It’s disappointing, however, to find that the single USB port for charging and infotainment playback is located to the rear of the center armrest compartment, meaning the length of your cord will be in the way if you decide to store your phone up front near the gear selector. It would’ve been nice for the higher-end multifunction display to be present between the gauges, but the standard one is serviceable. Like I said, it’s a functional cabin that will serve you many years of ownerships and abuse, and, for big families that take long road trips, it does its job well.

Speaking of long road trips, I was able to rack up some serious kilometers behind the wheel of the Innova Touring Sport, and I can say that it’s a practical and well-rounded people carrier. Space for the second row is good, with six-footers having no problem with comfort. The third row is decent, but anyone close to six feet in height will find it somewhat cramped, so reserve these spots for the kids if in a pinch. Flip the third row up, and you get a generous cargo area ready for suitcases and all sorts of beach related paraphernalia. Rear aircon vents are plentiful and cool passengers with little effort, so that’s a definite plus for everyone. Fully loaded, the Innova’s suspension settles nicely, and lends to some better driving dynamics. When alone, however, the quirks of a ladder frame, long wheelbase, and powerful engine can come through.

Driven alone, the Innova can feel a bit unsettled, almost like it’s disconnected from the driver. The suspension soaks up all sorts of abuse and road imperfections when fully loaded, and it does so to some extent when I was driving it by myself, but there was a definite feeling of floatiness. The engine is quick and pulls extremely well, but the size and weight of the Innova can be felt somewhat. Body roll is, as expected, present and will be felt when taking faster corners, but it’s toned down when more people are aboard. Braking is good, but the Innova has a tendency to dive forward. That’s not to say the Innova Touring Sport isn’t comfortable; it can be, given smoother roads and when driven thoughtfully to minimize the floaty effect on passengers. Brake and accelerate gradually, and you shouldn’t have a problem.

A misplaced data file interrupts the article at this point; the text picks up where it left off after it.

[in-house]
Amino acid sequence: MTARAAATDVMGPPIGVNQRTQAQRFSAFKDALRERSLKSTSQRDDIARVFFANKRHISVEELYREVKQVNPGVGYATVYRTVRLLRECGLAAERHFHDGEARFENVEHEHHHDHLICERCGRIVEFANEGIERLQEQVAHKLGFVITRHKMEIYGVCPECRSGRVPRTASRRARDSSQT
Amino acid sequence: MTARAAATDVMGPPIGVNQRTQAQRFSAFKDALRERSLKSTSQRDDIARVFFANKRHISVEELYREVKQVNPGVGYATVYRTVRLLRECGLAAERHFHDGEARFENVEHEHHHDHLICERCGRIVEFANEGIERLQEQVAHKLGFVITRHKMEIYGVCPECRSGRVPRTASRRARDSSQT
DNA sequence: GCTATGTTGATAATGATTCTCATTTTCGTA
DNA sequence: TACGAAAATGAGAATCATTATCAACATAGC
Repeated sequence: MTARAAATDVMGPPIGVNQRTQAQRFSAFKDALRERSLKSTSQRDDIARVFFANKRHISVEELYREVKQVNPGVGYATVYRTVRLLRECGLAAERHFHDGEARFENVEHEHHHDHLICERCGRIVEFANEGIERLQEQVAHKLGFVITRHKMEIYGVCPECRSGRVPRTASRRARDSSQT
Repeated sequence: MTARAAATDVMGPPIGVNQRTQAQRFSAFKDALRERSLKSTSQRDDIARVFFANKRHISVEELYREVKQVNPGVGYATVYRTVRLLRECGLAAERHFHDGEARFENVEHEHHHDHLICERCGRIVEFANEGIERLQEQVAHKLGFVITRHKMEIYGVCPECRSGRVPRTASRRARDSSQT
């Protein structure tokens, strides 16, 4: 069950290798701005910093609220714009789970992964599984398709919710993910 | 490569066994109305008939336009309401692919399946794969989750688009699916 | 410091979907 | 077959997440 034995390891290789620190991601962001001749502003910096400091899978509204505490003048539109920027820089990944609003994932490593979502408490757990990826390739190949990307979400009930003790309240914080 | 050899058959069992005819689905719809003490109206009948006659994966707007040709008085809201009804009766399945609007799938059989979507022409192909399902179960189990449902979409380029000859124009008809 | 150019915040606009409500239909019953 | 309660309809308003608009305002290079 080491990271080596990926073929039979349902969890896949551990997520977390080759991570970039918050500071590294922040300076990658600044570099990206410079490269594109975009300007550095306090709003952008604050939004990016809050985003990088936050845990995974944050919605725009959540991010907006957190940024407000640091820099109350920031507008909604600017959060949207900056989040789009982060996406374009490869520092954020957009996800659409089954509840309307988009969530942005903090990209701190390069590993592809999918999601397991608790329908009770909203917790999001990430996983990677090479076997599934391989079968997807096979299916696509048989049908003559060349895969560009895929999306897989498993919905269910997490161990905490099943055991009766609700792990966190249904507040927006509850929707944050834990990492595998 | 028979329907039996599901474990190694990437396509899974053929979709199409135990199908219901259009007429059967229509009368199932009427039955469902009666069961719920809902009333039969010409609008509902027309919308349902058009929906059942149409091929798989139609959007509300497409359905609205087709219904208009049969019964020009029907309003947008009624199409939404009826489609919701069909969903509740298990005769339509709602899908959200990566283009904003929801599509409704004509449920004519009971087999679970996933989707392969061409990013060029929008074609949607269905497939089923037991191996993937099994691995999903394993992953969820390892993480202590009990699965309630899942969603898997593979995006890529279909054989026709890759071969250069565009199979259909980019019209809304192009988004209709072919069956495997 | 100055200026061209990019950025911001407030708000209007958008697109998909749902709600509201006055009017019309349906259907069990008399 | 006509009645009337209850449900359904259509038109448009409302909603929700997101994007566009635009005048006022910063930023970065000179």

One slight criticism about driving the Innova is that the steering feels like it’s fighting with you during low speed maneuvers - it’s hydraulically assisted, but it can surprise you when unraveling the wheel when parking. On an open road, especially a highway, you can pile on the kilometers without complaint. It helps that the 2.8-liter diesel engine is frugal, netting 14.5 kilometers per liter during my highway run (it can do better) and a solid 10 kilometers per liter in the city. When you think about it as a highway cruiser, then the Touring Sport moniker sounds more apropos, and it’s no wonder Innova is the long weekend vehicle of choice for many Filipino families.

The Innova Touring Sport comes in at a very attractive price of P1,380,000, slicing down the middle of the automatic variants of the E and G. It takes bits from the G trim while still being only P71,000 pesos more than the E, and adds a nice exterior finish to boot. So does the Touring Sport help in creating a more attractive variant for those wanting more toys for less? In some ways it does. The upgraded head unit, parking sensors, and exclusive exterior touches are well worth the additional money if you’re looking at the Innova E 2.8-liter diesel. Plus, the G variant with the same engine is quite a bit higher at P1,506,000 (P126,000 more than the Touring Sport), so the Touring Sport creates a nice mid-range sweet spot for buyers. Take note that all these variants still undercut the entry level midsize SUV from the same family.

Where does it fall short? I just wished that the Touring Sport came with more usable features that would set it apart right off the showroom, like, for example, a tow hitch? Maybe even those bigger wheels that we wanted? Or how about those LED or projector headlights on the other Toyotas? Costing would probably be the culprit here. All things considered, Innova is known for its no-nonsense ownership and reliability. It has proven to be dependable and comfortable for families for years to come, and there’s no denying the Innova’s success in our local market.

If you’re not in the market for something as big as a midsize SUV and want to ferry people more often, the Toyota Innova is still at the top of the list. And, as far as special editions go, you can’t go wrong with the Touring Sport, especially with the value proposition at its price range, and, after all, it is a Toyota.